The Fulling Mill

“A Taste of Alresford”, by Sally March, published in 1985, advises:

When Bryan and Elinor Gush bought and restored the derelict Fulling Mill, standing astride the lovely River Alre, they little realized that in thirty-odd years it would attract visitors from all over the world.

In the 13th century, the English wool staple was at Winchester, where wool was sorted and graded. The Fulling Mill probably dates from then, soon after Bishop de Lucy had built his Great Weir, and where the River Alre now ran purposefully along its new path. The mill was built above the water, with a smooth slope down to it, where the woollen cloth could be washed and laid out to be dressed with powdered chalk (there being no Fuller’s Earth in the district). It was then trodden or beaten to rid it of excess oil, and to shrink and concentrate the loosely woven cloth. The industry declined when the staple was moved to ‘English’ Calais some time before 1452.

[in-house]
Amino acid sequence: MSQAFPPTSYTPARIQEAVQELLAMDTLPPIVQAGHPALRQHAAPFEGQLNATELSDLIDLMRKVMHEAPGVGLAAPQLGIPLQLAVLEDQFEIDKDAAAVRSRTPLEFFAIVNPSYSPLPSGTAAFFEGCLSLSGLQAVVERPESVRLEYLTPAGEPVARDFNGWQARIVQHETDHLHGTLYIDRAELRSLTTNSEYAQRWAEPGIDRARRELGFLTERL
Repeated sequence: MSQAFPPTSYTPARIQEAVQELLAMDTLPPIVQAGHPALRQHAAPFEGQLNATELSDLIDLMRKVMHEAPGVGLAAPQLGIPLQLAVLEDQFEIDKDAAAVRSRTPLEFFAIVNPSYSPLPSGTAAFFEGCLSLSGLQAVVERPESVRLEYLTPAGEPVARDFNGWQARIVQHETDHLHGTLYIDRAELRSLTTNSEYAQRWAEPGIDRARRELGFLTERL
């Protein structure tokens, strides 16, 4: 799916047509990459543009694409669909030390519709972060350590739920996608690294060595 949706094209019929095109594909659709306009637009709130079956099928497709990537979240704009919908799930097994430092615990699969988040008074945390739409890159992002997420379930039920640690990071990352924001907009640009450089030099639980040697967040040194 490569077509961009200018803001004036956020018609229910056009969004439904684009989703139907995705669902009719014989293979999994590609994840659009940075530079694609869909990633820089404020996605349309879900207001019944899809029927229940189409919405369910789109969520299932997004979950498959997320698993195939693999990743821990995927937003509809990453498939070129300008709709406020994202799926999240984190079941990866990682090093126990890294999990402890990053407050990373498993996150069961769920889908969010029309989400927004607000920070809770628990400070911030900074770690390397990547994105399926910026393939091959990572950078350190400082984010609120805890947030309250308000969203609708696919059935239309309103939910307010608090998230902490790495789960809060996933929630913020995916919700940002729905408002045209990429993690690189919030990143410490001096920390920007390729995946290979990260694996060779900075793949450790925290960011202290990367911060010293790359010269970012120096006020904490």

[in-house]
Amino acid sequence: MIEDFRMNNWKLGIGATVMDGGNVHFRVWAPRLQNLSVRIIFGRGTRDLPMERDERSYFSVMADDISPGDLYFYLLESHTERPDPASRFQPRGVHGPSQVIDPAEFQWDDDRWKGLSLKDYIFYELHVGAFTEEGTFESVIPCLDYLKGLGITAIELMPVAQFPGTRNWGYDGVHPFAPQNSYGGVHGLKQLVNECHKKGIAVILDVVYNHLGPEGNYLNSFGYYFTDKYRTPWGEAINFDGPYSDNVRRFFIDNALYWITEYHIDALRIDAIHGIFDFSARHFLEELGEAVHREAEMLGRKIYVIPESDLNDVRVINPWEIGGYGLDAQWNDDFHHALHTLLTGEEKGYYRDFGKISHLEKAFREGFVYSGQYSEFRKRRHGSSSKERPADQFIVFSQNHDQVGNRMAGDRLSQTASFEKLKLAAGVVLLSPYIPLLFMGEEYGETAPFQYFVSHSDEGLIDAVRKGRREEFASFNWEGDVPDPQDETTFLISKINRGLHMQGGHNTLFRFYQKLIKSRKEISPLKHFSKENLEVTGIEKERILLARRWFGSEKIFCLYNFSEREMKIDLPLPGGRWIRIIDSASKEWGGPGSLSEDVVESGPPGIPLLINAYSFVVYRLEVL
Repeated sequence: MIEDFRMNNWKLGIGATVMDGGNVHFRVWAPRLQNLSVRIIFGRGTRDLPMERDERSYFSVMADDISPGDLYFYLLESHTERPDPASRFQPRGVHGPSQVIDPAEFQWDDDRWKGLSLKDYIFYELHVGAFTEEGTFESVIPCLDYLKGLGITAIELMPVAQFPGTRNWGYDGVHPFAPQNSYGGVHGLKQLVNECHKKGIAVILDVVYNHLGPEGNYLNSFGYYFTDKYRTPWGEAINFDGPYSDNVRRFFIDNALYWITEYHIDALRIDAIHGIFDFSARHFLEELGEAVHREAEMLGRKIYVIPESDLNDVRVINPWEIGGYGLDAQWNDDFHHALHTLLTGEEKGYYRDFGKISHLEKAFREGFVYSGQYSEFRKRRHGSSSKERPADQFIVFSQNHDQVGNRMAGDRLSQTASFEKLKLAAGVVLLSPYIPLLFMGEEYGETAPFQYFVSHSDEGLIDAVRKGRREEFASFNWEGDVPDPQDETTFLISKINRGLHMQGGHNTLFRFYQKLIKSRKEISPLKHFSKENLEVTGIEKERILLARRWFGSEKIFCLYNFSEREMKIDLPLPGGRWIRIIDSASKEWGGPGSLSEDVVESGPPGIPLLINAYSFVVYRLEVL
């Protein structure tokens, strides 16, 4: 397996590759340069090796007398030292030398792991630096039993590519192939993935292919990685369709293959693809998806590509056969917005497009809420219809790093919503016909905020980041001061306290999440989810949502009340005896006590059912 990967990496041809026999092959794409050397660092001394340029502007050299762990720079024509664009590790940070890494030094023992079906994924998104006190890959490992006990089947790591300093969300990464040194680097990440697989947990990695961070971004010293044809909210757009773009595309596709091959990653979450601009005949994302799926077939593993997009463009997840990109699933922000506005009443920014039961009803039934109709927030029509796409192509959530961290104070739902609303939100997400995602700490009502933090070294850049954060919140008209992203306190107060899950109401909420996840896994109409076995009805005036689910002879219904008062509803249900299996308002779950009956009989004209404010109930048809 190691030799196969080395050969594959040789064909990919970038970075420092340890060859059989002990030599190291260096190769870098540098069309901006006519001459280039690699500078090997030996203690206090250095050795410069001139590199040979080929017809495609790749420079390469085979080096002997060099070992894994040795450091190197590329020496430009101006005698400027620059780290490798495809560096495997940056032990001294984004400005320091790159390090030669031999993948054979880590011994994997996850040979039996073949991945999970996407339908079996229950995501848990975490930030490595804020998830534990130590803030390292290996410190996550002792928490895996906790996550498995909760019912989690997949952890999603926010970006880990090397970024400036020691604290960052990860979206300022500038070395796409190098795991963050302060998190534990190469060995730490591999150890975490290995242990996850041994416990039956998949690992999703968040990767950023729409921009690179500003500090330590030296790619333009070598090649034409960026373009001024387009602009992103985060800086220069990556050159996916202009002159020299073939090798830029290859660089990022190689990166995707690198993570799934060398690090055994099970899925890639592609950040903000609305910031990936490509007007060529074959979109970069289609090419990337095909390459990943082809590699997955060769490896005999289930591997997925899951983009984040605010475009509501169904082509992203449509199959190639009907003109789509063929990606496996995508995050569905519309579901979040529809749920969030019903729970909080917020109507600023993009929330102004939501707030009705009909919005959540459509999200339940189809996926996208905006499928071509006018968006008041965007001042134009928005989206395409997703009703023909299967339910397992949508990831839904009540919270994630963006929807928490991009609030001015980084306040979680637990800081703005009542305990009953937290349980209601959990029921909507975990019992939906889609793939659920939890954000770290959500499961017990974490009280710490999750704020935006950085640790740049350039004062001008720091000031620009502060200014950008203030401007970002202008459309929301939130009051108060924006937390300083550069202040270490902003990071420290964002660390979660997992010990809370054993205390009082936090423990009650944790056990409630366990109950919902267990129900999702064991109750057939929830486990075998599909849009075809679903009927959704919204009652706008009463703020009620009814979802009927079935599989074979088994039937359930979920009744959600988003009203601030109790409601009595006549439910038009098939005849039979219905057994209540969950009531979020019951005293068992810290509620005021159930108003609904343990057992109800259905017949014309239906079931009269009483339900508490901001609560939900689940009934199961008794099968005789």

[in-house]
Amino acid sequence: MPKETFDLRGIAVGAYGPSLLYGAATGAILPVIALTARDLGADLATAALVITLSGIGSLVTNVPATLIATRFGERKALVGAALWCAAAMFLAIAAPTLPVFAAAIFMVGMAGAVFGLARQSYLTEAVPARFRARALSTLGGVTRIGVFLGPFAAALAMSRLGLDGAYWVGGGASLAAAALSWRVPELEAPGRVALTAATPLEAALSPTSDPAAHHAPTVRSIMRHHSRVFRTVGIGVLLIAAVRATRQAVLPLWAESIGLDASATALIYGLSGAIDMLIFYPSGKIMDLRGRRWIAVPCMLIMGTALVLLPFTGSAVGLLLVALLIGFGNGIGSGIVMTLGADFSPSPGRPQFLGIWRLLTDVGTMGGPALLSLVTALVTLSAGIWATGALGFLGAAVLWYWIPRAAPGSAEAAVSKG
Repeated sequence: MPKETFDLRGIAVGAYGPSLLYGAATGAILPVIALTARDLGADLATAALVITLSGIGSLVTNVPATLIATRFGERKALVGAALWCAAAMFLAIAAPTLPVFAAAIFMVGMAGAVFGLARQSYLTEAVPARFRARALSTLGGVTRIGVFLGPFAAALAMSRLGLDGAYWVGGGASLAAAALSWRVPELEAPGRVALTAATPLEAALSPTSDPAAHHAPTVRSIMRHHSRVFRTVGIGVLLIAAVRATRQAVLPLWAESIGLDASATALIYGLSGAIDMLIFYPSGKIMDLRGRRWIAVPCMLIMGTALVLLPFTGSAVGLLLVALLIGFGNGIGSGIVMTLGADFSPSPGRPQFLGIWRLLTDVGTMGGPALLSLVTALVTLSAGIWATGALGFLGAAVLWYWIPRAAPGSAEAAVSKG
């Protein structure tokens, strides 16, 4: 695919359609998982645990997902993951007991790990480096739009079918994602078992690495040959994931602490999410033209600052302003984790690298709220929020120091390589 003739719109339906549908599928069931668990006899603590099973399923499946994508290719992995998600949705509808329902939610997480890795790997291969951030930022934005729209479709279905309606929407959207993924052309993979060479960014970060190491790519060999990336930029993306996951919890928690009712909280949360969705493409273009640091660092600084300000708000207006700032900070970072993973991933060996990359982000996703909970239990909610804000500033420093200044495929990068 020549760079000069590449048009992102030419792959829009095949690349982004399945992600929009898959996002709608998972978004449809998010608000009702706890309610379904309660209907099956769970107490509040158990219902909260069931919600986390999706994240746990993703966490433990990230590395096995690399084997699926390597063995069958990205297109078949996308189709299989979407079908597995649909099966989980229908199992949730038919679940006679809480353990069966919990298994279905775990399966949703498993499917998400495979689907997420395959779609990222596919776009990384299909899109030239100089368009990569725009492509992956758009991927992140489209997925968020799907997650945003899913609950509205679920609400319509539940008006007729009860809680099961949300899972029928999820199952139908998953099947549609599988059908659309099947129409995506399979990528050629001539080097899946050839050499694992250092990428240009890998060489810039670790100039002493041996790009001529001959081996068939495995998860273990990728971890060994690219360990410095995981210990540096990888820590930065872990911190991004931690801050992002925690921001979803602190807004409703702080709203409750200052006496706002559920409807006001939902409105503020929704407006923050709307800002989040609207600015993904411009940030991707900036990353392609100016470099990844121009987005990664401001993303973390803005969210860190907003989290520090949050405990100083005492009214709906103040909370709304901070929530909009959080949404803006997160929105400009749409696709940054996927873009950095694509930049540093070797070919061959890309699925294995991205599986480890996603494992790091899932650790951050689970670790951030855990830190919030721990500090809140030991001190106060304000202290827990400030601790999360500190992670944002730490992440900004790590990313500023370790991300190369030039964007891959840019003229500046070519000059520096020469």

The Old Mill, almost surrounded by running water, has the most beautiful garden designed and cared for by Mr and Mrs Gush. They have also developed a small nursery alongside the river, where the old open swimming pool used to be. By selling its produce to passing visitors, they have raised £27,000 for charity since 1974.


In 2013 the footnote to this is that Mr and Mrs Gush eventually retired to live in the Churchyard cottages in Alresford. The new owners restored the pond where the nursery garden had been created, and although this was stocked with fish these did not survive the attentions of the growing populations of otters in the area. Pictures of the thatched Fulling Mill itself feature on most Hampshire and local calendars, and tea towels, so that it is indeed known worldwide.


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